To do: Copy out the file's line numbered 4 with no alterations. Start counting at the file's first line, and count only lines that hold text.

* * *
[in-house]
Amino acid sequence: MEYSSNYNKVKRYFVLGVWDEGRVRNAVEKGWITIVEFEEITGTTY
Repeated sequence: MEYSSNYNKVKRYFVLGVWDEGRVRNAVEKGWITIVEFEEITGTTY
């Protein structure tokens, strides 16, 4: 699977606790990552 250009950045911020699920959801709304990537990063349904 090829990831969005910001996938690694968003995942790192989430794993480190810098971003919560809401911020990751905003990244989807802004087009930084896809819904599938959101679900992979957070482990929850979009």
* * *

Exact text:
């Protein structure tokens, strides 16, 4: 699977606790990552 250009950045911020699920959801709304990537990063349904 090829990831969005910001996938690694968003995942790192989430794993480190810098971003919560809401911020990751905003990244989807802004087009930084896809819904599938959101679900992979957070482990929850979009």